Black grouse in hay

A recipe by Magnus Nilsson, taken from Faviken

This is not really a recipe for a dish, more a description of a method of cooking larger cuts of meat, in this case a whole bird. Hay boxes were often used for cooking 60–90 years ago. The idea is that a large cut of meat is heated quite fiercely so that the surface reaches a high temperature, and the energy stored in the outer couple of centimetres is then used to cook the rest of the meat by putting it in a box insulated with hay. In the past this method was used mainly to save on fuel, but it can be seen as a precursor to the low-temperature cooking of today.

I like using this method mainly because the hay gives a delicious grassy, herbaceous flavour to the food. We usually brown the meat in a cast-iron casserole, then add the hay afterwards, so that the meat rests on hay and is completely surrounded by it, both on the sides and over the top. The lid is quickly put on and the stored energy in the metal of the casserole and in the surface layer of the bird itself cooks the bird before the whole thing cools down too much.

This method takes a while to perfect, but it’s also a great way of cooking less tender cuts that benefit from increased enzymatic activity resulting from the slowly rising temperature and the long cooking times. That time also creates a good opportunity to develop the aromas of a particular product: to a black grouse we add heather and some pine branches to the hay; to a piece of lamb we add extra herbs, such as wild thyme.

Serve it with a simple garnish and let the bird speak for itself.

Serves 6


1 black grouse, perfectly matured, plucked, gutted and at room temperature

soft butter, for cooking

a bunch of good-quality hay with a high herbal content

some branches of heather and pine



Brush the bird with a thin layer of butter and brown it in a heavy cast-iron casserole until nicely amber in colour all over. Take out the bird and keep it warm while you make a nest with the hay, heather and pine branches at the bottom of the hot casserole.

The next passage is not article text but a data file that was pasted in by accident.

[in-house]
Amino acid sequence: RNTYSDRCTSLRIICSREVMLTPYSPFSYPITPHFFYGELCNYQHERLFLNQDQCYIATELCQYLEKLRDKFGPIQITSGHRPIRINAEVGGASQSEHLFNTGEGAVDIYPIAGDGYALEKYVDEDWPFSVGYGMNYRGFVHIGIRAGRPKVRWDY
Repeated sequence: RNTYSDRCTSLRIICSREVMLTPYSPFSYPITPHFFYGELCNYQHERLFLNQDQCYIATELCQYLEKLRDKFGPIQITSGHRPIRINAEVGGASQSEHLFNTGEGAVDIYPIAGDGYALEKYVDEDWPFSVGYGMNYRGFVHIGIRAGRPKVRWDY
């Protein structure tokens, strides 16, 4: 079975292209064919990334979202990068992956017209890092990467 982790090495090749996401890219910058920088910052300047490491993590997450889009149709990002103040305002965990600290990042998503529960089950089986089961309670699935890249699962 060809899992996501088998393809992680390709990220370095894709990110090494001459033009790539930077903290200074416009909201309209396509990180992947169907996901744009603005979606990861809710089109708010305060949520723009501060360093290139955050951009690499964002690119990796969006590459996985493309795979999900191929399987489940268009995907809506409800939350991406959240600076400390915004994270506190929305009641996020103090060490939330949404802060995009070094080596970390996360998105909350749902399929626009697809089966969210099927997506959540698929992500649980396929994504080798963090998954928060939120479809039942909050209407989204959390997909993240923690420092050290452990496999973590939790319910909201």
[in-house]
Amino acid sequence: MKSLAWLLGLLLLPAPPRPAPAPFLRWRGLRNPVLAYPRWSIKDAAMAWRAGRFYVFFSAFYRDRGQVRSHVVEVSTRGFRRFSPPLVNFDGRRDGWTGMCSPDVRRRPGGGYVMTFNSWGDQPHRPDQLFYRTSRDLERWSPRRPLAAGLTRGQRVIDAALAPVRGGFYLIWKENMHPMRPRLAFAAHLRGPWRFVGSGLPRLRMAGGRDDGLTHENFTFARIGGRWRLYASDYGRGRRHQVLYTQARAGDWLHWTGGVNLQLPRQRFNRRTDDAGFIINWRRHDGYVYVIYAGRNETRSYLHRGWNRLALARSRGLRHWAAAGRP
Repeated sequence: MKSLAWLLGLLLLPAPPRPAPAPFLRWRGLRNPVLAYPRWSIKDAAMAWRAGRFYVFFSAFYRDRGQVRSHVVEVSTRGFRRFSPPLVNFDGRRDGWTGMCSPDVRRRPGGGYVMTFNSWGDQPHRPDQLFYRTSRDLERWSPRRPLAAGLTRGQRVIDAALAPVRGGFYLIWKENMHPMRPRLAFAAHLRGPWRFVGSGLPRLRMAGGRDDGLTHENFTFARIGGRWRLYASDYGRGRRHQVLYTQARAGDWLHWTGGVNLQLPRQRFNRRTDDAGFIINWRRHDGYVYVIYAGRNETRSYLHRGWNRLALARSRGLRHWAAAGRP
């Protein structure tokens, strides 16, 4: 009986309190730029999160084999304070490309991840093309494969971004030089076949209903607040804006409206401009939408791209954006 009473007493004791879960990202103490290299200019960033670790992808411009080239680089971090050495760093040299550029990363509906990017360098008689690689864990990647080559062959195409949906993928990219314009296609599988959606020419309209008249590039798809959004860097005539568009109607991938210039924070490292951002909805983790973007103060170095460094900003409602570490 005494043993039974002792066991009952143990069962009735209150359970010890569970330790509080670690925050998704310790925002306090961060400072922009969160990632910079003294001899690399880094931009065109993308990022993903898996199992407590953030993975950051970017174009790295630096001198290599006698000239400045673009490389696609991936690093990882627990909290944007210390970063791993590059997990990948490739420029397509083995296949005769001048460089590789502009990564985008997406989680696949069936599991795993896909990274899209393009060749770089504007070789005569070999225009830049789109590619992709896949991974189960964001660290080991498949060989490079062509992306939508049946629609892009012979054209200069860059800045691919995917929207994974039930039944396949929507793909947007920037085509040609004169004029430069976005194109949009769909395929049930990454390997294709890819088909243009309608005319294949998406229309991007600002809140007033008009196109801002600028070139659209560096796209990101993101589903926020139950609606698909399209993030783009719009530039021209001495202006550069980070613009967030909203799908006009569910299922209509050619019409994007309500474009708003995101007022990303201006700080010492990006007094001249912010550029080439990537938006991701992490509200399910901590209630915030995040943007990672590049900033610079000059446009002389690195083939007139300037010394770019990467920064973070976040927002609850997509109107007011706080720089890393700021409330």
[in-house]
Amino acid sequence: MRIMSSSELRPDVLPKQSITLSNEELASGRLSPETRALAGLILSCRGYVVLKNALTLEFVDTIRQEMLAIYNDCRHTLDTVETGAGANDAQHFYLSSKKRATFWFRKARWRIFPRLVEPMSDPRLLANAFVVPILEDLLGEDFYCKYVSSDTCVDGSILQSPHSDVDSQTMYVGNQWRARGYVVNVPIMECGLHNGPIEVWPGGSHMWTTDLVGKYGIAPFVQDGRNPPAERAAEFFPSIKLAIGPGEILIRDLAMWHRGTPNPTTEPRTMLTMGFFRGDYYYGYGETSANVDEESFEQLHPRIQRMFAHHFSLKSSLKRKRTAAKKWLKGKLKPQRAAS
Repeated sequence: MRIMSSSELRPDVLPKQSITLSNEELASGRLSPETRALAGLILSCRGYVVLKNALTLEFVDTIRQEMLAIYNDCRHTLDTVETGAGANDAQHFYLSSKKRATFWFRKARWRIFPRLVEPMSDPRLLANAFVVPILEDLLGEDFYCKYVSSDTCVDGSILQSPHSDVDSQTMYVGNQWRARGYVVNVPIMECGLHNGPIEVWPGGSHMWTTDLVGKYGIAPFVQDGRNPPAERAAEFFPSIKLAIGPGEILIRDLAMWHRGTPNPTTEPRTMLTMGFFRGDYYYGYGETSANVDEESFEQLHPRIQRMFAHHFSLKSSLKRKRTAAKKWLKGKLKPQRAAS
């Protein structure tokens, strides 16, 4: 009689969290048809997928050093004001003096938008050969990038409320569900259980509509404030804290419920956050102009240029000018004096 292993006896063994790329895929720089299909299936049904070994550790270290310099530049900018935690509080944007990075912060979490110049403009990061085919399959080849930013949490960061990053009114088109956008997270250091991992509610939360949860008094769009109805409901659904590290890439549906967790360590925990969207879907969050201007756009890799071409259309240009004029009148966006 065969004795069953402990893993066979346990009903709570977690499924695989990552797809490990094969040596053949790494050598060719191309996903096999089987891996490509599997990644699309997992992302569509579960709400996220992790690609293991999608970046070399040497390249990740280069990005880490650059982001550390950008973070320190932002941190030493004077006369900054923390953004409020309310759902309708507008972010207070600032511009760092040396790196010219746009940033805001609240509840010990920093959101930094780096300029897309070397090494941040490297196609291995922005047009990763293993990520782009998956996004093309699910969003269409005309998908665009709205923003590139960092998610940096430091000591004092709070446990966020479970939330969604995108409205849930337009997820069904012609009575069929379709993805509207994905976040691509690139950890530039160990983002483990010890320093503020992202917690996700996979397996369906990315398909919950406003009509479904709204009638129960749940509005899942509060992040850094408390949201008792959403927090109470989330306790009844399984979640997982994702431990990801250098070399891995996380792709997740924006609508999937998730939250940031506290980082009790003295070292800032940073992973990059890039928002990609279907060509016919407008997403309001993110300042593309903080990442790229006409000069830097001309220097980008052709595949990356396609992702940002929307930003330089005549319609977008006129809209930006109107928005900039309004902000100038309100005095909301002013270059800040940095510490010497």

Put the bird back into the casserole and cover it well all around with hay, ensuring it is very tightly packed in. Put the lid on and leave it for a while to cook. Depending on the size of the bird and the amount of energy stored in the iron, the cooking time will vary. The easiest way to do it the first few times, when learning the method, is to place a thermometer in the casserole to keep track of what’s happening inside it, but do not open the lid more than is absolutely essential. When the bird is ready it will be slightly above 50°C (125°F)

Do not cook the bird more than medium rare and serve it as soon as it is cooked, otherwise it will acquire a mealy texture due to raised levels of enzymatic activity. When the bird is ready, take the lid off, remove the hay covering, take the bird out, remove any pieces of hay adhering to it, and carve it.



Fäviken is an exclusive insight into one of the world's most interesting restaurants: Fäviken Magasinet in Sweden. Narrative texts, photographs and recipes explain head chef Magnus Nilsson's remarkable approach to sourcing and cooking with ingredients that are farmed and hunted in the immediate vicinity of the restaurant, and how he creates a seasonal cycle of menus based on them.

Even though not everyone can visit Fäviken, Nilsson’s approach to working with ingredients in the most natural, intuitive way possible, and making the most of each season, will inspire all cooks and food-lovers to think differently about the ingredients that are available to them.

Many of the basic recipes for yoghurt, bread, porridge, vinegar, pickles and preserves are simple and straightforward enough for anyone to attempt at home, and the advice on natural preservation methods can be followed by anyone.

The text in Fäviken will provide inspiration for chefs and food-lovers all over the world and are fully accessible to the general reader.